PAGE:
CHICAGO (CBS) — New surveillance video shows an ATM deposit discrepancy after a man told CBS 2 he lost $3,000 while trying to deposit cash. The bank says the video tells a much different story.
Currin Caridine said he was the victim, claiming his $3,000 deposit simply disappeared last month. Thursday Fifth Third Bank investigated those claims, and the surveillance video reveals what appears to be a calculated attempt at a quick money grab.
“The proof is on the receipt,” Caridine said. “They can review the cameras. It’s some type of footage they do have. They do have cameras on the ATM.”
The proof is absolutely in the cameras.
“This is the customer pulling in putting his card in the machine,” Larry Magnesen with Fifth Third Bank explains while showing the video from Caridine’s so-called cash deposit last month at the Stony Island branch on 79th.
“Following your call last night we did a thorough investigation,” he said.
That investigation reveals Caridine pulling up to the drive-through ATM and attempting to deposit what he says are $100 bills.
“They are not ingested because they are not being released,” Magnesen said.
It appears Caridine doesn’t let go of the bills. The money never enters the machine.
“There is no indication that any funds were ever deposited,” Magnesen said.
This goes on for several minutes, prompting an error message.
In the video Caridine appears to take a picture of the problem and provided CBS 2 with the screen shot, but it turns out the number connects to a different bank, not Fifth Third.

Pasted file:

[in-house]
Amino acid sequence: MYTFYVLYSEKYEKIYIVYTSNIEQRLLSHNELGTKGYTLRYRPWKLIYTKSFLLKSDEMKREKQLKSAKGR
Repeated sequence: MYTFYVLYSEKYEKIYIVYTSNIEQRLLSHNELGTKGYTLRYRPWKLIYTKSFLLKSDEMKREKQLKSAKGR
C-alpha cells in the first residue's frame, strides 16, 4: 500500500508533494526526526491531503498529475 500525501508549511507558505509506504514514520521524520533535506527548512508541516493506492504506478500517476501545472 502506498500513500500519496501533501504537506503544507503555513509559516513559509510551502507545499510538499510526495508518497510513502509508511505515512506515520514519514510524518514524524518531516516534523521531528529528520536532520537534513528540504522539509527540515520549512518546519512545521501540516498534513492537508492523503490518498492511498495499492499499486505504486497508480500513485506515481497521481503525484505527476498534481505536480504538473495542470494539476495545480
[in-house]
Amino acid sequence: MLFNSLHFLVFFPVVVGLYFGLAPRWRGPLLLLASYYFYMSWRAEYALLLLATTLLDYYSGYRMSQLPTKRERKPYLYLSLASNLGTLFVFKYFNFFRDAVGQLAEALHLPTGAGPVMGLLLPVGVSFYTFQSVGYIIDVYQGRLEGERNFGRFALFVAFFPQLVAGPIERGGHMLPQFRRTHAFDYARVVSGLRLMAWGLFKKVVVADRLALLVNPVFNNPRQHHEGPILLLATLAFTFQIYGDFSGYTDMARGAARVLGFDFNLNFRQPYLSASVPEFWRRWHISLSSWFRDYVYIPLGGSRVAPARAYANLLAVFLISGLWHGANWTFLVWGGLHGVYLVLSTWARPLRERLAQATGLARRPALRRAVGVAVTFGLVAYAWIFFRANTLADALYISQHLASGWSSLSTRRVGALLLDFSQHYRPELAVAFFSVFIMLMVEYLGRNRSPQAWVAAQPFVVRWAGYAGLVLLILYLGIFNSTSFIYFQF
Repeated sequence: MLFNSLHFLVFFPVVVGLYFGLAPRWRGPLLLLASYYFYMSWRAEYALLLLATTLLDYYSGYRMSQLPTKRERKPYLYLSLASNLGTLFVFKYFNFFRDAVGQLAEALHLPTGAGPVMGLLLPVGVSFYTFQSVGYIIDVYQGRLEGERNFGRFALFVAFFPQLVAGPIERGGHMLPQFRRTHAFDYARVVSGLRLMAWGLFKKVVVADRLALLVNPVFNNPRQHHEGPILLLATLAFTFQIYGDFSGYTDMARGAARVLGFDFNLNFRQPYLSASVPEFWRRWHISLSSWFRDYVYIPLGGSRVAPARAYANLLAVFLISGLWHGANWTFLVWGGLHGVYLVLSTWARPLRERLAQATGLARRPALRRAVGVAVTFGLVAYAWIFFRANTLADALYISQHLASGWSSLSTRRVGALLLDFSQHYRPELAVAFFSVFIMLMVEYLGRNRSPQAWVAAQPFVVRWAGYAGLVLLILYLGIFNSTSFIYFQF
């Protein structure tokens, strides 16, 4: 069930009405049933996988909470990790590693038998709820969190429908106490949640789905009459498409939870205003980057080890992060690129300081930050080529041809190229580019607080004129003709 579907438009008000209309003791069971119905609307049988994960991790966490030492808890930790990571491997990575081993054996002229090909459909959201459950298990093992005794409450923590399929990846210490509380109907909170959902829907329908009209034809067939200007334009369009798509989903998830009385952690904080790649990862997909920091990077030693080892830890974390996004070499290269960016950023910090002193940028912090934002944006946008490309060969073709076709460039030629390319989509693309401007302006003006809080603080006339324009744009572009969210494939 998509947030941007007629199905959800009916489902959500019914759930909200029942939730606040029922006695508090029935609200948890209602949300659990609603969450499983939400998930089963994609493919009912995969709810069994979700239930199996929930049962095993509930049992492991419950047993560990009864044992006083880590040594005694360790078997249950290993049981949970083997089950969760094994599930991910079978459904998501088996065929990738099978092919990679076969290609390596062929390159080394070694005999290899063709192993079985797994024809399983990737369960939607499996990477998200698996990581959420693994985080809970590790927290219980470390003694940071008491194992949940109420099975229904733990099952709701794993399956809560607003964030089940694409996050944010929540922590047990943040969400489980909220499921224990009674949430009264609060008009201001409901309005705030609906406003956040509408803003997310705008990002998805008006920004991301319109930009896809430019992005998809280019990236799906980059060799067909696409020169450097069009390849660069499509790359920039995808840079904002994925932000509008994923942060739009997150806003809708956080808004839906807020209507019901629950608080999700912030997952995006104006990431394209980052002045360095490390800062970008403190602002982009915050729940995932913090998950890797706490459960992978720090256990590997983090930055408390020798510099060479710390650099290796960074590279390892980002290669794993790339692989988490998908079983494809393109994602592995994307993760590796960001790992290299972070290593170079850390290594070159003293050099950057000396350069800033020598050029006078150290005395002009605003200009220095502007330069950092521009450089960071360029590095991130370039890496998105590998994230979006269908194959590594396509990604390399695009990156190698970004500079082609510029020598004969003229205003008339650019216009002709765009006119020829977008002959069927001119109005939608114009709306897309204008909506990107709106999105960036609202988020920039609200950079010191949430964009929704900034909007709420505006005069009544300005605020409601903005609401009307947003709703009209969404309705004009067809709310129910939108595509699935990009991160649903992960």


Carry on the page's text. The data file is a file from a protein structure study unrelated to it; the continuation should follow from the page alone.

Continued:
“We’ve had literally dozens of people looking at this video from every possible angle, and we’ve reached the conclusion that this is not a valid claim,” said Magnesen.
So what about the 3,000 dollar receipt slip Caridine claims is evidence that he’s been wronged?
“In this case I think the video speaks for itself,” said Magnesen.
Towards the end of the video he can be seen punching numbers into the ATM.
“The individual does have the opportunity to enter the amount that they were attempting to deposit,” Magnesen said.
In this case Cardine entered $3,000 once he got the error screen, but the money never left his hands.
“I’ve been in banking for 38 years, and I have not seen something like this in the past,” Magnesen said.
Before reviewing the video CBS 2’s Charlie De Mar spoke with Caridine on the phone and asked him if there was anything he wanted to share about the ATM transaction last month, but he stayed firm to his story.
He has not returned any of De Mar’s calls, but his fiance did call De Mar shortly before the 10 p.m. story aired. She abruptly hung up when De Mar questioned her about the video.
Fifth Third officials said they are currently evaluating what their next steps might be.